Disabled staff earn 15% less than non-disabled peers

disabled staff earnDisabled workers earn 15% less than non-disabled staff, according to research by Trades Union Congress (TUC).

Its findings, which were published on Disability Pay Gap Day (14 November), from which disabled people effectively work for free for the rest of the year, also revealed that the pay gap for disabled workers equates to £1.90 an hour, or £66.50 per week.

The pay gap has fallen 17% since last year, when it was £2.05 an hour, but it is now higher than it was a decade ago (13%) when the first comparable pay data was recorded, and slightly lower than the first Disability Pay Gap Day in 2019 (15%).

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The research also highlighted that non-disabled men are paid, on average, 30% more than disabled women, equating to £3.73 an hour, £130.55 a week, or £6,780 a year.

The highest pay gaps are in Wales (22% or £2.53 an hour), followed by the South East (20% or £2.78 an hour) and the East of England (18% or £2.30 an hour). The biggest pay gap is in financial and industrial services, where the pay gap stands at 33% (£5.60 an hour).

Disabled workers (7%) are twice as likely as non-disabled workers (3%) to be unemployed, whereas 10% Black and mixed ethnicity disabled workers are unemployed compared to 3% white non-disabled workers.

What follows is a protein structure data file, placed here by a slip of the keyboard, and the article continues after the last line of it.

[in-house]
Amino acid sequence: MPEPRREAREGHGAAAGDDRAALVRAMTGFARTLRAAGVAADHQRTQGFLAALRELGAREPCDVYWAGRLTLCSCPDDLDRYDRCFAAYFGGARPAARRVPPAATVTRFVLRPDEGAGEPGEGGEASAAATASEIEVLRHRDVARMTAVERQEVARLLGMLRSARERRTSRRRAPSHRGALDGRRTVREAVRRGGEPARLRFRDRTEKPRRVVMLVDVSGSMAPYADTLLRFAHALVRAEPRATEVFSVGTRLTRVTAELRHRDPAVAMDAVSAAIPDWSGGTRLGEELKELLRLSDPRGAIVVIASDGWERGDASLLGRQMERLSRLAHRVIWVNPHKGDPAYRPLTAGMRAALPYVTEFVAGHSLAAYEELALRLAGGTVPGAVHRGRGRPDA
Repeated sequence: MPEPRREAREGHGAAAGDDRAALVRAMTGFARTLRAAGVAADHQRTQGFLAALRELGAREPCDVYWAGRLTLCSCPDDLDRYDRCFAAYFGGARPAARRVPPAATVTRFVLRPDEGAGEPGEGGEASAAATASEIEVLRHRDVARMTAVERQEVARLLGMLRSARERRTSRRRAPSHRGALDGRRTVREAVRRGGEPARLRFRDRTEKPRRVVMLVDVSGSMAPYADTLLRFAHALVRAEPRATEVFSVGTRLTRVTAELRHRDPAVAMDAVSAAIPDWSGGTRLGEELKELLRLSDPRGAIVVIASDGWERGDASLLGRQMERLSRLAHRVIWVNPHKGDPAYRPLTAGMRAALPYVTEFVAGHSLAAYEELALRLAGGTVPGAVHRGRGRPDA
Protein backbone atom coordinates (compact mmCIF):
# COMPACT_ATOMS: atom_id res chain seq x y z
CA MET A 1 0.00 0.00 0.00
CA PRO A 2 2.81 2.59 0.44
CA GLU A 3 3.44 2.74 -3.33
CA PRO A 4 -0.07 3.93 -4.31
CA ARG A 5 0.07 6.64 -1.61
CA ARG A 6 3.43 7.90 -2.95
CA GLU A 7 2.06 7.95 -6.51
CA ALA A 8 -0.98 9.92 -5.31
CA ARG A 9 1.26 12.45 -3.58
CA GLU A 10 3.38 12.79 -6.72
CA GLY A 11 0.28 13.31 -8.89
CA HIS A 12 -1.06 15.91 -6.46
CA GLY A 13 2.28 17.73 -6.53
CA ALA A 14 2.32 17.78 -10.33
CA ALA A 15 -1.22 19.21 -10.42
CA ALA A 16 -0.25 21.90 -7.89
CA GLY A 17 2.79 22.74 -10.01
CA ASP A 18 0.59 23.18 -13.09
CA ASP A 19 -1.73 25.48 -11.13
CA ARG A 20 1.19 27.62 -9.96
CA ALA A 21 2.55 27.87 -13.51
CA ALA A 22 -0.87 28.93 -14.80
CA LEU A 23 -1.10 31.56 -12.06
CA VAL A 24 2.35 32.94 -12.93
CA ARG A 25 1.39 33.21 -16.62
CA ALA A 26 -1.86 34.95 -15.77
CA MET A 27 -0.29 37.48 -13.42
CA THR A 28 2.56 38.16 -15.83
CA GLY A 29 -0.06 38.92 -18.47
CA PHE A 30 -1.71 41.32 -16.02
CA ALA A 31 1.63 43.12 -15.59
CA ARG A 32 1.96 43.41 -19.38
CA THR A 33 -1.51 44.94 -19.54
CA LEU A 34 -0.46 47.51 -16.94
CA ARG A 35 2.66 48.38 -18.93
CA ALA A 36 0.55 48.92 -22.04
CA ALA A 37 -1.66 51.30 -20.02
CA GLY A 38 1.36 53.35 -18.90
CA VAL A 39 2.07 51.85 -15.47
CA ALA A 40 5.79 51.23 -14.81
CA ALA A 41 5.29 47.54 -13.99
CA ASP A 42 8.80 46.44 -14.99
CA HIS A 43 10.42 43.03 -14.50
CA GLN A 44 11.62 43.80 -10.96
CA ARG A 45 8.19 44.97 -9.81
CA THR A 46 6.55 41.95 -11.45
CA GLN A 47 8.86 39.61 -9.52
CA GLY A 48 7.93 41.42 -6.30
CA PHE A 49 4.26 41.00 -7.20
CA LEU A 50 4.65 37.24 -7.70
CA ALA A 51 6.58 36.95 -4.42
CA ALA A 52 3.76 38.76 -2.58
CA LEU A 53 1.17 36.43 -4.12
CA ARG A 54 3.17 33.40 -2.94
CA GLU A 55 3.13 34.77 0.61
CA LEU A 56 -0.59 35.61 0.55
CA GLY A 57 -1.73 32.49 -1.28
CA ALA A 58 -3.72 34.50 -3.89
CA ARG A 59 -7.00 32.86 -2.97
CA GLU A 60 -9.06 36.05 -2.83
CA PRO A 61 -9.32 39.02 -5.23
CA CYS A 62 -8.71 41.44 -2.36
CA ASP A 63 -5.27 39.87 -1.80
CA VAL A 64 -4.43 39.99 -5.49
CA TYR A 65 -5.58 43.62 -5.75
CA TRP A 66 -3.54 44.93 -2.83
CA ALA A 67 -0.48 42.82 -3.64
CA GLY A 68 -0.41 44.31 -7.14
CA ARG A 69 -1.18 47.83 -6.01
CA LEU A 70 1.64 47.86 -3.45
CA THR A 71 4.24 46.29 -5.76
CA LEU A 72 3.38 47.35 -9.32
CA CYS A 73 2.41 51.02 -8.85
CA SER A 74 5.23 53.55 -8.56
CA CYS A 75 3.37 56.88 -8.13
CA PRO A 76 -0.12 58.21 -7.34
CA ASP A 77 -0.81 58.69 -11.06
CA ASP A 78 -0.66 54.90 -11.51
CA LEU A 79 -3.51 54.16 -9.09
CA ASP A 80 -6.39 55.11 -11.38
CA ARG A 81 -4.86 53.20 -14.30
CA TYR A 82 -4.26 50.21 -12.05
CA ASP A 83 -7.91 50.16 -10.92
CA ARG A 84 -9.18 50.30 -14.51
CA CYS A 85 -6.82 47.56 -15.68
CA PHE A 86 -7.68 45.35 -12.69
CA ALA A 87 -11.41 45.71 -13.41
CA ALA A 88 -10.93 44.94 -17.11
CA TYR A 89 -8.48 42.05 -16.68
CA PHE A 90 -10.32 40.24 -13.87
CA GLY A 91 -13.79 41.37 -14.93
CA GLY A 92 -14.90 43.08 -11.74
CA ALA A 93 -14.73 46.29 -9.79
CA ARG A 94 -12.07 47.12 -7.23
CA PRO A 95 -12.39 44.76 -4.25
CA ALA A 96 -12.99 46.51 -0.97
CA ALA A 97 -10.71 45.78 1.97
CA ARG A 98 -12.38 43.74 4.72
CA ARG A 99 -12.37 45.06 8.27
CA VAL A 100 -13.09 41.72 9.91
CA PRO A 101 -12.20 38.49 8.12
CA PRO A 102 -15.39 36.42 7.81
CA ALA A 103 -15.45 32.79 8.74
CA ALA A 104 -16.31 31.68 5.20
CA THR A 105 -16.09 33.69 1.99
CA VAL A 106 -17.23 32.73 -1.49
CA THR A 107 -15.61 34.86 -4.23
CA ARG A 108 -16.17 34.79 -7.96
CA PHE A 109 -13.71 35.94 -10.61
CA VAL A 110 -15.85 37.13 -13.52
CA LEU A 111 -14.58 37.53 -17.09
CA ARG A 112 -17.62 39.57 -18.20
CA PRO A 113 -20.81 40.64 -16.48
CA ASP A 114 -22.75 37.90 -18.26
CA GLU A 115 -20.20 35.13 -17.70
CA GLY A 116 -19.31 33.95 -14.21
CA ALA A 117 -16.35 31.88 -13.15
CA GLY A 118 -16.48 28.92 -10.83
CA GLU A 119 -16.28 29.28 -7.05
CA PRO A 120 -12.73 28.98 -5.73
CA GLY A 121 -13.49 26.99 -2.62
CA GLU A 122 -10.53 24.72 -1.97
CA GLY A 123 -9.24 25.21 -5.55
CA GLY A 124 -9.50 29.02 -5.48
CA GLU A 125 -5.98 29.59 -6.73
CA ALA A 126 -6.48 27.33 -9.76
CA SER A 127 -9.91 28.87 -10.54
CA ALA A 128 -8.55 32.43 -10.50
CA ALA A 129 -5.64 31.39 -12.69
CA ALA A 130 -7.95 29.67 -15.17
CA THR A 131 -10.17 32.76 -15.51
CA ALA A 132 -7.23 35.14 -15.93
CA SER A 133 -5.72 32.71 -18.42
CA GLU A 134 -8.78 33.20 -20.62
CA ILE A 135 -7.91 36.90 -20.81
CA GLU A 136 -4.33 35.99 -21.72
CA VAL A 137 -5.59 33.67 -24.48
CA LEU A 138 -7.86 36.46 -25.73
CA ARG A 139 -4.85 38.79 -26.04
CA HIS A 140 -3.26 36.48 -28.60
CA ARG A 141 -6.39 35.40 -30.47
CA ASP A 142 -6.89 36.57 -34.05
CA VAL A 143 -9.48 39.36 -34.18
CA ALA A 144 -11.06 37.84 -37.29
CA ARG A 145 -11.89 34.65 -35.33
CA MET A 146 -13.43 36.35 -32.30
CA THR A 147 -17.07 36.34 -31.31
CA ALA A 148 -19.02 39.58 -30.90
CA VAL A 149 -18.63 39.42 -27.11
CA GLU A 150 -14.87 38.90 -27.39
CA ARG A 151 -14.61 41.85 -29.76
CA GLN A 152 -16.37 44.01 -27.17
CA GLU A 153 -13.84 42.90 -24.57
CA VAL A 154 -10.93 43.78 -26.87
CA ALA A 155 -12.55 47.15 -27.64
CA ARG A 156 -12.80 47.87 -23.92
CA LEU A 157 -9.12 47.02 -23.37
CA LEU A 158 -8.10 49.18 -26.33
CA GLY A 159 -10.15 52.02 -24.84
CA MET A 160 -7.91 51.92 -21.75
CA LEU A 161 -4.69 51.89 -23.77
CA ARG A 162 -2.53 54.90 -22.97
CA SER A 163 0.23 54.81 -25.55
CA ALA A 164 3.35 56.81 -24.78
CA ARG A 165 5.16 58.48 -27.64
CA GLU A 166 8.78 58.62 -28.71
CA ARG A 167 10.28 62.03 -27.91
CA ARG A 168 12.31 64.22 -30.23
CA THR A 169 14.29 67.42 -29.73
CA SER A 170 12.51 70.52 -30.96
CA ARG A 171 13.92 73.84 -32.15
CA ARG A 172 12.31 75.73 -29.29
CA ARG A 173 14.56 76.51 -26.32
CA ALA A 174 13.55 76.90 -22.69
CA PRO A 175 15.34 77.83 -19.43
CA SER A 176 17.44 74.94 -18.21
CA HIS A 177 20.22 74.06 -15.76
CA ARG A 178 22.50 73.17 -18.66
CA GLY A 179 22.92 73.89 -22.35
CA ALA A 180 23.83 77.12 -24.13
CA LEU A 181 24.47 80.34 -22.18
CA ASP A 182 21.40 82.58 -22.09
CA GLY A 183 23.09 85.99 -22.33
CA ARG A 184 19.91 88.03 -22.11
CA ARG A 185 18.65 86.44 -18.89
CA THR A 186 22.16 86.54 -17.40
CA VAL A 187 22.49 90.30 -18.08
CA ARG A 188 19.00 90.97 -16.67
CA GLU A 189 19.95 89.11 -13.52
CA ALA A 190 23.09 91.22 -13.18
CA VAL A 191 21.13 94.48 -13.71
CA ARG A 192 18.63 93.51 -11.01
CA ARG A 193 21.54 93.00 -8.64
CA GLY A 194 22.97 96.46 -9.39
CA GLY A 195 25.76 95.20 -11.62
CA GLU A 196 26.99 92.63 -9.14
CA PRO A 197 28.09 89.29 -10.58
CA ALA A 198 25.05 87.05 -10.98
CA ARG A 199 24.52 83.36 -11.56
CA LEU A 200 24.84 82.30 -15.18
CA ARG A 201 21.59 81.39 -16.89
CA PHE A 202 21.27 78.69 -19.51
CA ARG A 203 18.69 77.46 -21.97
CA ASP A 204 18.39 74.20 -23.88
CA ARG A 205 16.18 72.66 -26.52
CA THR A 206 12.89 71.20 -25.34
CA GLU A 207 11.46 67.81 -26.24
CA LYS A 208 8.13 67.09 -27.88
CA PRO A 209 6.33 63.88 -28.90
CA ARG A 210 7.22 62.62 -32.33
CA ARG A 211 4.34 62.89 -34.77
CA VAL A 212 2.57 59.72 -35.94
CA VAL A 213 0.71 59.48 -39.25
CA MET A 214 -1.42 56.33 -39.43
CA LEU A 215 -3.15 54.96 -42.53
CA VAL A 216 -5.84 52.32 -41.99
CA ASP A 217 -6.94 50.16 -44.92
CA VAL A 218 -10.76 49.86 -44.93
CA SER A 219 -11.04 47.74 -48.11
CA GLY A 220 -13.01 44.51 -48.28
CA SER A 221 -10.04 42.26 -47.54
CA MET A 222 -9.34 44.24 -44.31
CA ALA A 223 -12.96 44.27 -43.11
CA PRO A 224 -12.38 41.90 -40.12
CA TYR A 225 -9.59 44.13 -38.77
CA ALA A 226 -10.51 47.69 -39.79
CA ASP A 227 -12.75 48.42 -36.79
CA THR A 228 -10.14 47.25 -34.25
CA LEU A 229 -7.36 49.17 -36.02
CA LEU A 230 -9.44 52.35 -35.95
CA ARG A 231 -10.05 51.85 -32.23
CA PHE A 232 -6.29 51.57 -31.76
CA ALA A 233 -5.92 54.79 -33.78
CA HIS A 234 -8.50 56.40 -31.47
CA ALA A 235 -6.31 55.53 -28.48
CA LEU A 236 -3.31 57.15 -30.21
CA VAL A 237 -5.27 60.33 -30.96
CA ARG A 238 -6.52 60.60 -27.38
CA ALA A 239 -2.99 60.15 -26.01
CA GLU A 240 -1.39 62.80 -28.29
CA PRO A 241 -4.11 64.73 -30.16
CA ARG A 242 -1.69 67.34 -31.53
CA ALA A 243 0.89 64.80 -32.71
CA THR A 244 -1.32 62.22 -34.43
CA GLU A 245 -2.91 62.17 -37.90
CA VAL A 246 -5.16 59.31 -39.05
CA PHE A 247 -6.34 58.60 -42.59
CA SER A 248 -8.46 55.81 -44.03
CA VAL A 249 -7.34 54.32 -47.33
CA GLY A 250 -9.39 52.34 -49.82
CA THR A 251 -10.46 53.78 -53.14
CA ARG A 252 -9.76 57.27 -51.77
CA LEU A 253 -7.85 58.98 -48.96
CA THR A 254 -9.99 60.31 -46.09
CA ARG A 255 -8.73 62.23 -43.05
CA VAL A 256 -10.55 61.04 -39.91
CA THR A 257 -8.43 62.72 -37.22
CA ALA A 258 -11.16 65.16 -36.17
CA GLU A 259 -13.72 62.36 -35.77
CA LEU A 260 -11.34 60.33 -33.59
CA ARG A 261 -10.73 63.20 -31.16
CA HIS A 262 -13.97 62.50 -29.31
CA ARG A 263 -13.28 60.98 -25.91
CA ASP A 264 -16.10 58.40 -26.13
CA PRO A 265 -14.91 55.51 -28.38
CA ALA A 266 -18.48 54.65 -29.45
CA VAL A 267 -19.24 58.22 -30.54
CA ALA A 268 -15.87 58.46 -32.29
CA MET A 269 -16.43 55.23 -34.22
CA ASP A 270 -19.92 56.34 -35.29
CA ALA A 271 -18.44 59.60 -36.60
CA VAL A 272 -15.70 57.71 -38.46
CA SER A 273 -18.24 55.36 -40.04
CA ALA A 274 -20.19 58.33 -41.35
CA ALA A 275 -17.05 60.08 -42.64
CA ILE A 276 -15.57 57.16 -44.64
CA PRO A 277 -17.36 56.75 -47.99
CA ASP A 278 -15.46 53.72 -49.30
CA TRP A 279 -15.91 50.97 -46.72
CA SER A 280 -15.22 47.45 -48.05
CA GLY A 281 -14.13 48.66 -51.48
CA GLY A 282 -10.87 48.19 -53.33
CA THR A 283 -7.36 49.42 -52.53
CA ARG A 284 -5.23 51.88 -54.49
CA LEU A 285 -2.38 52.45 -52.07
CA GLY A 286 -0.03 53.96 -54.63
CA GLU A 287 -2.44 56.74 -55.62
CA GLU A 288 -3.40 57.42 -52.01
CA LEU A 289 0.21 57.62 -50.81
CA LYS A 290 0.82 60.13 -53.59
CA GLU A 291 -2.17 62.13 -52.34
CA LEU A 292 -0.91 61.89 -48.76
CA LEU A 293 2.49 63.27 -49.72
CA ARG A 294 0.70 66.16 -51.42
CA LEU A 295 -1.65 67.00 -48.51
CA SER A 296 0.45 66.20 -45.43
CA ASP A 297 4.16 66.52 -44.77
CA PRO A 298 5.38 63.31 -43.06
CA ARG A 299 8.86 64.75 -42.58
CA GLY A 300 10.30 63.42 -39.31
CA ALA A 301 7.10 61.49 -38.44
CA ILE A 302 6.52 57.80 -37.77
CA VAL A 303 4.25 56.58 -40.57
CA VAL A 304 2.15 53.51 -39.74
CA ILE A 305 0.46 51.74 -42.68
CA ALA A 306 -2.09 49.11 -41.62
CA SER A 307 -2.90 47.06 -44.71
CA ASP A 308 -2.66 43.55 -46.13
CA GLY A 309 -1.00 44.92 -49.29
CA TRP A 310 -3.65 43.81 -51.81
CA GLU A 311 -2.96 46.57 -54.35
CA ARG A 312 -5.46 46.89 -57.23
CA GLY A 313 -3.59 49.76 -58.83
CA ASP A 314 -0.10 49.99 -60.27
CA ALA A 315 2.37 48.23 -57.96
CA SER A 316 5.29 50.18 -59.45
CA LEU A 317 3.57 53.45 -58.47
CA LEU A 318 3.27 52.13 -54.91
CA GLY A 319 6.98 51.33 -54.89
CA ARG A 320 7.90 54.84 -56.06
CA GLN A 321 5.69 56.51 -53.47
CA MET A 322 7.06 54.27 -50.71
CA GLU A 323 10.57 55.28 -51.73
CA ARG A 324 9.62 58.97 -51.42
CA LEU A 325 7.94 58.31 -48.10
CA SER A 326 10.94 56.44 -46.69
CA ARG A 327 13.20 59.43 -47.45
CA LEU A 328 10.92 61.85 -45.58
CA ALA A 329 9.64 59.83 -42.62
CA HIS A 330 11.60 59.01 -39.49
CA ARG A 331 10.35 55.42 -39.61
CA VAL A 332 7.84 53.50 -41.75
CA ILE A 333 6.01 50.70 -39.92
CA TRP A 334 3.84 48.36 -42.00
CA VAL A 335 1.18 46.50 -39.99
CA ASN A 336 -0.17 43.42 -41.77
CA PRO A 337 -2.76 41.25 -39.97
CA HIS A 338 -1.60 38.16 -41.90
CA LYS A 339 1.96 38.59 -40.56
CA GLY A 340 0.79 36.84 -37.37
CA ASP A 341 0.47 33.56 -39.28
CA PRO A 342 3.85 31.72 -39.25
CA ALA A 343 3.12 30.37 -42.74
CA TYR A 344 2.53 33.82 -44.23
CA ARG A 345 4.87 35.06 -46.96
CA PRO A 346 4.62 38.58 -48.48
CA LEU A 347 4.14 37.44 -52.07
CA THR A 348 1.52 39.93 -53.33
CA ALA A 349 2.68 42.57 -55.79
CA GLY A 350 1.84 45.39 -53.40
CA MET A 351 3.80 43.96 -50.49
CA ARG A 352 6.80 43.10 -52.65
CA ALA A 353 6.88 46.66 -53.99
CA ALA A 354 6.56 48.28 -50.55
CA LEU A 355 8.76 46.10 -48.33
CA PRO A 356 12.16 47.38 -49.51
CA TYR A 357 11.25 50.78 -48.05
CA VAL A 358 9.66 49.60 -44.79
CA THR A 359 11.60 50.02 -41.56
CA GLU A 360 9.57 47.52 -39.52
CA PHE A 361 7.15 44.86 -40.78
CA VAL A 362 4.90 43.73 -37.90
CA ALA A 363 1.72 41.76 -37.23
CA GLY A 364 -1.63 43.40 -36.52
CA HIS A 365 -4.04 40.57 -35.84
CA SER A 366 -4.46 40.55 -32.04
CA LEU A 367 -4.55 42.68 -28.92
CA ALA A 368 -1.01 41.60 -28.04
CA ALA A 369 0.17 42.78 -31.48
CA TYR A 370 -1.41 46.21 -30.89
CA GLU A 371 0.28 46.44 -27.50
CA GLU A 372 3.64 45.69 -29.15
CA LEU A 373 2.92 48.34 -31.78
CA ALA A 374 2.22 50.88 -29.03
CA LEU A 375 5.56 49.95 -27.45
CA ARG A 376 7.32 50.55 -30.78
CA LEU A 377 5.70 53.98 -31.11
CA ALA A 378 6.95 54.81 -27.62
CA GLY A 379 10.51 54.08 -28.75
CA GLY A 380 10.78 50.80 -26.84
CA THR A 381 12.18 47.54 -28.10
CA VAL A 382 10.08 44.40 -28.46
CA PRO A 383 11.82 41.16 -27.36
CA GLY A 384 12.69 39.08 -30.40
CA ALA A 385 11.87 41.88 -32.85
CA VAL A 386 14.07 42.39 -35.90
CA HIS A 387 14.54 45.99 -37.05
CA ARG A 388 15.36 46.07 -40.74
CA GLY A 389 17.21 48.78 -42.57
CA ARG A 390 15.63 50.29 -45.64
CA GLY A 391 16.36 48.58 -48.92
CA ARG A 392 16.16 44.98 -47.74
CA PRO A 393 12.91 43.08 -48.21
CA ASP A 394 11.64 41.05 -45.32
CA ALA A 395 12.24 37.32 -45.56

Disabled employees (5%) are also more likely than non-disabled workers (3%) to be on zero-hours contracts, while disabled Black and mixed ethnicity women (6%) are nearly three times as likely as non-disabled white men (2%) to be on this type of contract.

Paul Nowak, general secretary at TUC, said: “We all deserve to be paid fairly for the work we do. But disabled people continue to be valued less in our jobs market. It’s shameful there has been zero progress on the disability pay gap in the last decade. Being disabled shouldn’t mean you are given a lower wage or left out of the jobs market altogether. Too many disabled people are held back at work, not getting the reasonable adjustments they need to do their jobs.”